Saturday, July 18, 2009

Weekend Garden Review

Ah the weekend is here. Usually I am excited for the weekend as it is a break from work and allows me to putter around the yard and gardens. However, I was off for vacation last week and was able to enjoy this every day. Today and tomorrow are the last days before I have to return to work on Monday.

It rained overnight and into this morning. It is supposed to remain cloudy today with a chance of thunderstorms. I can’t really complain though as the weather for last week was absolutely beautiful mostly sunny, warm, very little humidity until Friday. After all that sun, the gardens were in need a good soaking.

It was drizzling softly this morning as I snapped the pictures below. I can’t believe how fast things are growing now with the added sun and warmer temperatures. It is as though the plants are trying to make up for the lost month of their growing season.

The Kentucky Wonder Pole Beans in the traditional garden are quickly spiraling up the trellis:


The Cucumbers are ready to take their first step upward too:


The Royal Burgundy Bush Beans are in bloom. It won't be long now before we are harvesting fresh beans. I can't wait.


All the tomato plants have some small tomatoes on them now.



Here are the Super Marzano tomato suckers in a new SWC planted last week. These are the two largest in the small pots from the Tomato News post on July 9th. There isn't much time for these to grow before the end of the season, but I think I will be able to harvest a few tomatoes from these plants as they are already budding.


The Roma tomato plants in the SWC that I was so concerned about last week seem to be doing ok. The leaves still have a little bit of yellow but none have progressed much further. The new leaves show no yellow yet. No leaves or branches have died. The plant is still growing, has a few tomatoes on it, looking healthy and producing new blooms.


My best guess is that they were getting too much water. The container wasn’t level as I found out when I drilled a second drainage hole extra water immediately drained out. Therefore, the water level may have been elevated on one side of the SWC leading to the aeration screen coming in contact with the water level in the chamber. This would definitely result in too much water wicking up into the soil and block air from getting to the roots. I am still going to keep a close watch on these plants for now, but I am pretty sure this solved the problem.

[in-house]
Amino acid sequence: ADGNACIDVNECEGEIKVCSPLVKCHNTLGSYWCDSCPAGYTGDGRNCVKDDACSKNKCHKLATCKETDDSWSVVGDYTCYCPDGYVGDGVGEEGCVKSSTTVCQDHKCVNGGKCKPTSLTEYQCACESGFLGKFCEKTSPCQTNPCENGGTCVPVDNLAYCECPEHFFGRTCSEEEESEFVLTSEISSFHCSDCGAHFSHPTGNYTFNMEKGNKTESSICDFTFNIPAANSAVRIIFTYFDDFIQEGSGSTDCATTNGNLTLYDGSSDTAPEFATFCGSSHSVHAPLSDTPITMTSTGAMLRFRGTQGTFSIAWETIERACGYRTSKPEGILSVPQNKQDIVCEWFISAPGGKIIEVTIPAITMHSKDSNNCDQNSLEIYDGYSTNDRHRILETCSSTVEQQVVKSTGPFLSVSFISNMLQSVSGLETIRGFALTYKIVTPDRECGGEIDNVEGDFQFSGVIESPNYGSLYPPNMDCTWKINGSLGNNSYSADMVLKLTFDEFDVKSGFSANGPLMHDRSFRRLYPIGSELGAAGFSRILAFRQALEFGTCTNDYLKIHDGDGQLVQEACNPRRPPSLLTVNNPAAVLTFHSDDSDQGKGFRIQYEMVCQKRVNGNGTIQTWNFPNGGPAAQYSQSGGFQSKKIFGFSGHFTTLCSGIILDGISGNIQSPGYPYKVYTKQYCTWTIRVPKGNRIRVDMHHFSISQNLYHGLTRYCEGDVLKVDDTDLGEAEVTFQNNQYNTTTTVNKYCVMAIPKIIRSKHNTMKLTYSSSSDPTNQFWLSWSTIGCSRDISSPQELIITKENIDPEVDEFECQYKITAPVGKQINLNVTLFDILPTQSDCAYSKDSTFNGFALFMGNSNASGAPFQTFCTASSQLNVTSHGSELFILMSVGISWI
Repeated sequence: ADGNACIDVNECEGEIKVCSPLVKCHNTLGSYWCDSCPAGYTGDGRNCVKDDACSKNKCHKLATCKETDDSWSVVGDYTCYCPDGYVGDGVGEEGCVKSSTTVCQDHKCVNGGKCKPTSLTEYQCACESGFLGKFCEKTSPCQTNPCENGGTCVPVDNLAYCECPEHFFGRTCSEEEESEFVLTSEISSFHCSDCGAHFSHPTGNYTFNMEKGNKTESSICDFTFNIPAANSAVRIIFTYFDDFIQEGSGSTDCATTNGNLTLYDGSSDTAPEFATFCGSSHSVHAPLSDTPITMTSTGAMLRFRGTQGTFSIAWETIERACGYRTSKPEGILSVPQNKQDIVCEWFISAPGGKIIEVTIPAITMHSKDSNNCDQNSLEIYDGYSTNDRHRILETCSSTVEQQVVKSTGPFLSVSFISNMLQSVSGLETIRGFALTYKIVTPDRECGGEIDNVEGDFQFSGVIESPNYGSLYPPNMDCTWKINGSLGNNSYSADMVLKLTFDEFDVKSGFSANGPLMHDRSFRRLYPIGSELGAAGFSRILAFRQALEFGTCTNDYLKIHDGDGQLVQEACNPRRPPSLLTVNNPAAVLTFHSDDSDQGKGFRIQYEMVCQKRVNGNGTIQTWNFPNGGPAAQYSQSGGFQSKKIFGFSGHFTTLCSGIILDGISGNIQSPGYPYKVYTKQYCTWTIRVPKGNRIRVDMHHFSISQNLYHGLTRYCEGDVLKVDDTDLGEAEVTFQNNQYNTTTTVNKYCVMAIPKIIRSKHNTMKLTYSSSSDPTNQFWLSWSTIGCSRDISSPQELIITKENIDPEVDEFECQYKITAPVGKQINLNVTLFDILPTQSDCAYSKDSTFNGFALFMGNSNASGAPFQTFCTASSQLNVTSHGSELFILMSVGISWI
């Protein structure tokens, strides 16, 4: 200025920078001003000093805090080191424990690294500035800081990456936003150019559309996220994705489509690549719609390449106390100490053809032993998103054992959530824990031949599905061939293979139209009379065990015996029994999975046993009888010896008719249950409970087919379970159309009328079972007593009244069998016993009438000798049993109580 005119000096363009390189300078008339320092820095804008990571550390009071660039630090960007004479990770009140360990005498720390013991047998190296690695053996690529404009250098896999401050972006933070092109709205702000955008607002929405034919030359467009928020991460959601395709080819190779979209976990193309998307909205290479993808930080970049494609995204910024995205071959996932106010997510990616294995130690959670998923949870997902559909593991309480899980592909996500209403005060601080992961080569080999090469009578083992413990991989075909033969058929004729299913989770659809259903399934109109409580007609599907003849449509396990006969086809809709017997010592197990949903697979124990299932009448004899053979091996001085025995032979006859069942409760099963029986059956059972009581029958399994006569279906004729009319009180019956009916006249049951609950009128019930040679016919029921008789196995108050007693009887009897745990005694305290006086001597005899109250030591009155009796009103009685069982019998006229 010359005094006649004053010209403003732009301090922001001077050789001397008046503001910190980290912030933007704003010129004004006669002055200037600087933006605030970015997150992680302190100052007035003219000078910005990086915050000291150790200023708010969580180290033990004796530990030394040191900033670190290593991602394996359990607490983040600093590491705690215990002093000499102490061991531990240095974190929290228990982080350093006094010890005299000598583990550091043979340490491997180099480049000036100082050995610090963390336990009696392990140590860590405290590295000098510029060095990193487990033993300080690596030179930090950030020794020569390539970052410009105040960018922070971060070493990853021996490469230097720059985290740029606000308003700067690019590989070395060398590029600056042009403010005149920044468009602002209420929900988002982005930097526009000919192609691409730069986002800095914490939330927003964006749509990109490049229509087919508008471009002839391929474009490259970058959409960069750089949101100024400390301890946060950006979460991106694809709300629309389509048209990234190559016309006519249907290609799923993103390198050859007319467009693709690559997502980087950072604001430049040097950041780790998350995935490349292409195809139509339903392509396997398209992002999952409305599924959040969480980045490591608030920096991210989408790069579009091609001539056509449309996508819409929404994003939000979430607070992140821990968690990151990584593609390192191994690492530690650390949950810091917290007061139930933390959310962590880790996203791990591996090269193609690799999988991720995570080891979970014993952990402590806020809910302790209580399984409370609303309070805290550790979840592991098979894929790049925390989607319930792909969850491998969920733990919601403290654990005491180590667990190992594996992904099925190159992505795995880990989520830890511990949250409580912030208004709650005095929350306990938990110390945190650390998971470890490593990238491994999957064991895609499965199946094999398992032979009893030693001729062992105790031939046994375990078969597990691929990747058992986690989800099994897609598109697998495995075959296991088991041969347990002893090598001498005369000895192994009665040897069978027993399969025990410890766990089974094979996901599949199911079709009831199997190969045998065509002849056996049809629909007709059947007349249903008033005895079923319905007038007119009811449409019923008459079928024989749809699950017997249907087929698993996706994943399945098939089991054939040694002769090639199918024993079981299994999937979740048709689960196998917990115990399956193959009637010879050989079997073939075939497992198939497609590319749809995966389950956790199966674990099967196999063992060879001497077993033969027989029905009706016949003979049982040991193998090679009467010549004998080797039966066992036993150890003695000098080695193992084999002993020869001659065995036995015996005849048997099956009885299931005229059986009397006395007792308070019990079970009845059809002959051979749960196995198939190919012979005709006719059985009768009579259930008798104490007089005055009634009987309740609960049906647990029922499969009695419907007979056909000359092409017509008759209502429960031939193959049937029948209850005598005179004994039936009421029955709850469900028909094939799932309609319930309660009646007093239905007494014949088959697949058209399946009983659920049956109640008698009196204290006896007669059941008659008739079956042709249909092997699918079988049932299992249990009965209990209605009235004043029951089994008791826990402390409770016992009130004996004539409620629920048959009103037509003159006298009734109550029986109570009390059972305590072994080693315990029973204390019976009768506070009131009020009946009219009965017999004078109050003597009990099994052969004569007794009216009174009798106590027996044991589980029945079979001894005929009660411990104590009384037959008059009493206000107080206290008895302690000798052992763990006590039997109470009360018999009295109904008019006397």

My little tiny Fast Break Melon that I posted on Monday has grown quite a bit in only a few days:


Another on one of the other two plants has joined her:


There may be more, but I didn't want to disturb the plants while they were wet to peek under the leaves. All three Fast Break Melon vines are covered in blooms, although most seemed to be male right now. The vines are beginning to sprawl across the garden.


As are the watermelons:


The watermelon plants in the middle are Crimson Sweet. The two on either side are Yellow Doll. The Crimson Sweet is showing it's first bloom:


You can also see the Zucchini and Yellow Straightneck Squash behind the watermelons in the picture above. They have grown quite a bit this week also. The large plants in the middle are Zucchini; the ones on either side are Yellow Straightneck Squash in two different stages of growth as they were planted about two weeks apart.

Below is another view. Yellow Straightneck Squash on the right, Zucchini in the middle, and the third Yellow Straightneck Squash is not visible behind the Zucchini:


A tiny Zucchini bud:


The Spinach in the SFG is pretty much a bust. I had a difficult time getting seeds to sprout early on. The ones that did sprout struggled for a while, and then bolted before we ate a single leaf. The smaller plants were seeded later on, but grew extremely slowly. I don't expect them to do well as warm temperatures are now here.


We have been eating lettuce all week from the SFG and it looks like we will have plenty for next week too:


The second round planted is romaine and it seems to be doing quite well so far:


I have started more lettuce seeds inside for fall planting:


It's difficult to believe that I am thinking fall just when it seems that summer has finally arrived and the garden has begun to grow. We have such a short growing period here in Maine. This year is even shorter with the wet and cool June we experienced.

I guess all I can do is take what I have learned this year and apply it to planning the garden next year.

5 comments:

  1. You're so lucky you still have lettuce. Mine bolted long ago, and I'm just now getting another section of garden freed up for planting more. your garden looks so green and fresh, while mine is wilting in triple digit temperatures right now.

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  2. Everything looks so neat and well cared for. I love it! I'm looking so forward to having lettuce again.

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  3. AG, The only reason I have lettuce and the garden looks so good is the temperatures have not been over 80 in the past two months :)

    Ribbit, just wait this week....things are going to start growing into each other. We are so behind here.

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  4. Your garden is looking great and your watermelon is doing so well. Mine didn't even want to sprout. It finally did but now is just sitting there. Guess no watermelon for me this year :-( Enjoy one for me when they're ready!

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  5. Everything is looking very good! That last picture of the romaine lettuce with the water droplets on it... perfect! We are getting too hot for traditional lettuces right now... so young swiss chard leaves are doing the task of greens until the late summer crop of lettuces are up and harvestable.

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